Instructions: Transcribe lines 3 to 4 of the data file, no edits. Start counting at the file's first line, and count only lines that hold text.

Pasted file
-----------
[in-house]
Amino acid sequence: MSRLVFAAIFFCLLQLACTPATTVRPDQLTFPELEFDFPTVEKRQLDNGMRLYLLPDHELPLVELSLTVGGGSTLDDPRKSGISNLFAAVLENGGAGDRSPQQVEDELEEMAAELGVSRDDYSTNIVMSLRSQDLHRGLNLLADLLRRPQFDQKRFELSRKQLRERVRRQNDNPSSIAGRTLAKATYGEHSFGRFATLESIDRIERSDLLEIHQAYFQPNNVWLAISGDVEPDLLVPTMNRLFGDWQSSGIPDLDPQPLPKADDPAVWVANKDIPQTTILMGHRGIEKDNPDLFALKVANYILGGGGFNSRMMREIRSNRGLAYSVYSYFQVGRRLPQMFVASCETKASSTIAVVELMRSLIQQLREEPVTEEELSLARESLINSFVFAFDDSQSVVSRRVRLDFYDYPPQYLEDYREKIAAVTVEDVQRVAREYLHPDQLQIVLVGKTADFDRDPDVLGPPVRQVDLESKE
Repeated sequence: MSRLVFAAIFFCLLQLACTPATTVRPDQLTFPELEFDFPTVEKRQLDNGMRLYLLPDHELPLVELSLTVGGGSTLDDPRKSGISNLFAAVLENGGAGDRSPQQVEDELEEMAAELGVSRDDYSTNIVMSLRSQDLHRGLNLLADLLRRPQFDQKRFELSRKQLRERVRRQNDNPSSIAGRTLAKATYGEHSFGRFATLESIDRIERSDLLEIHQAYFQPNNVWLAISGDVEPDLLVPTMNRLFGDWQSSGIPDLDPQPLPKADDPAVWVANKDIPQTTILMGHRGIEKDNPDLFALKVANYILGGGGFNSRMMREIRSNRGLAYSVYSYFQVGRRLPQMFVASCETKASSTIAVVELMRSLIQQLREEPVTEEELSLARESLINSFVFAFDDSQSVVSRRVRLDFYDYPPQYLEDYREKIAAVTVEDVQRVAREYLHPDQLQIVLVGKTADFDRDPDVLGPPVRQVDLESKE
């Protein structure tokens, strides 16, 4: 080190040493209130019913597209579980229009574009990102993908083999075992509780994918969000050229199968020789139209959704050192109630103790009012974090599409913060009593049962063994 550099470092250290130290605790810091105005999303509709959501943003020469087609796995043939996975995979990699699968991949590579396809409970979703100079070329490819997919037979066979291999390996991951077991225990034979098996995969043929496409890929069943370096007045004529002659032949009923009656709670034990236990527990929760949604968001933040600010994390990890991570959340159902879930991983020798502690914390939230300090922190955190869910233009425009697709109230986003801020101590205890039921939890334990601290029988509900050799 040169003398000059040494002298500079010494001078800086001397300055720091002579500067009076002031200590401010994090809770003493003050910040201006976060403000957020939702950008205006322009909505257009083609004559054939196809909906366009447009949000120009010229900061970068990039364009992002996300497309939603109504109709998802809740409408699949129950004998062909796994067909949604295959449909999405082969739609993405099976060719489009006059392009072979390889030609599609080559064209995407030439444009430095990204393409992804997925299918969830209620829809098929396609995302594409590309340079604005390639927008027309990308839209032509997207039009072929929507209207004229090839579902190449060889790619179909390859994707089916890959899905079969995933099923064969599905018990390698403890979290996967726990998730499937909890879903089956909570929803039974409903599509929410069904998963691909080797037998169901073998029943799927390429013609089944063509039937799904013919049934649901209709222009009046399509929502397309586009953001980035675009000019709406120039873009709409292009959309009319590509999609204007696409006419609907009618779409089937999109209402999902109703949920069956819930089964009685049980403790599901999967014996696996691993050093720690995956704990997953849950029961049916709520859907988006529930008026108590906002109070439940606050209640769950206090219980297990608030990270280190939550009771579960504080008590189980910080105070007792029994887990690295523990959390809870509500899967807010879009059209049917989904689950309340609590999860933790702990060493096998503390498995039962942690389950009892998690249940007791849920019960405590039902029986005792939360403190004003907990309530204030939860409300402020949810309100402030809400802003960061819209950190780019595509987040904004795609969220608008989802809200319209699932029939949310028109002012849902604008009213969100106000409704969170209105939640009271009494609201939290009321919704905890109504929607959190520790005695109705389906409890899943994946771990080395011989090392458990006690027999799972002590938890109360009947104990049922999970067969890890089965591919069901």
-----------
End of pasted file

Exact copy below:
Repeated sequence: MSRLVFAAIFFCLLQLACTPATTVRPDQLTFPELEFDFPTVEKRQLDNGMRLYLLPDHELPLVELSLTVGGGSTLDDPRKSGISNLFAAVLENGGAGDRSPQQVEDELEEMAAELGVSRDDYSTNIVMSLRSQDLHRGLNLLADLLRRPQFDQKRFELSRKQLRERVRRQNDNPSSIAGRTLAKATYGEHSFGRFATLESIDRIERSDLLEIHQAYFQPNNVWLAISGDVEPDLLVPTMNRLFGDWQSSGIPDLDPQPLPKADDPAVWVANKDIPQTTILMGHRGIEKDNPDLFALKVANYILGGGGFNSRMMREIRSNRGLAYSVYSYFQVGRRLPQMFVASCETKASSTIAVVELMRSLIQQLREEPVTEEELSLARESLINSFVFAFDDSQSVVSRRVRLDFYDYPPQYLEDYREKIAAVTVEDVQRVAREYLHPDQLQIVLVGKTADFDRDPDVLGPPVRQVDLESKE
């Protein structure tokens, strides 16, 4: 080190040493209130019913597209579980229009574009990102993908083999075992509780994918969000050229199968020789139209959704050192109630103790009012974090599409913060009593049962063994 550099470092250290130290605790810091105005999303509709959501943003020469087609796995043939996975995979990699699968991949590579396809409970979703100079070329490819997919037979066979291999390996991951077991225990034979098996995969043929496409890929069943370096007045004529002659032949009923009656709670034990236990527990929760949604968001933040600010994390990890991570959340159902879930991983020798502690914390939230300090922190955190869910233009425009697709109230986003801020101590205890039921939890334990601290029988509900050799 040169003398000059040494002298500079010494001078800086001397300055720091002579500067009076002031200590401010994090809770003493003050910040201006976060403000957020939702950008205006322009909505257009083609004559054939196809909906366009447009949000120009010229900061970068990039364009992002996300497309939603109504109709998802809740409408699949129950004998062909796994067909949604295959449909999405082969739609993405099976060719489009006059392009072979390889030609599609080559064209995407030439444009430095990204393409992804997925299918969830209620829809098929396609995302594409590309340079604005390639927008027309990308839209032509997207039009072929929507209207004229090839579902190449060889790619179909390859994707089916890959899905079969995933099923064969599905018990390698403890979290996967726990998730499937909890879903089956909570929803039974409903599509929410069904998963691909080797037998169901073998029943799927390429013609089944063509039937799904013919049934649901209709222009009046399509929502397309586009953001980035675009000019709406120039873009709409292009959309009319590509999609204007696409006419609907009618779409089937999109209402999902109703949920069956819930089964009685049980403790599901999967014996696996691993050093720690995956704990997953849950029961049916709520859907988006529930008026108590906002109070439940606050209640769950206090219980297990608030990270280190939550009771579960504080008590189980910080105070007792029994887990690295523990959390809870509500899967807010879009059209049917989904689950309340609590999860933790702990060493096998503390498995039962942690389950009892998690249940007791849920019960405590039902029986005792939360403190004003907990309530204030939860409300402020949810309100402030809400802003960061819209950190780019595509987040904004795609969220608008989802809200319209699932029939949310028109002012849902604008009213969100106000409704969170209105939640009271009494609201939290009321919704905890109504929607959190520790005695109705389906409890899943994946771990080395011989090392458990006690027999799972002590938890109360009947104990049922999970067969890890089965591919069901």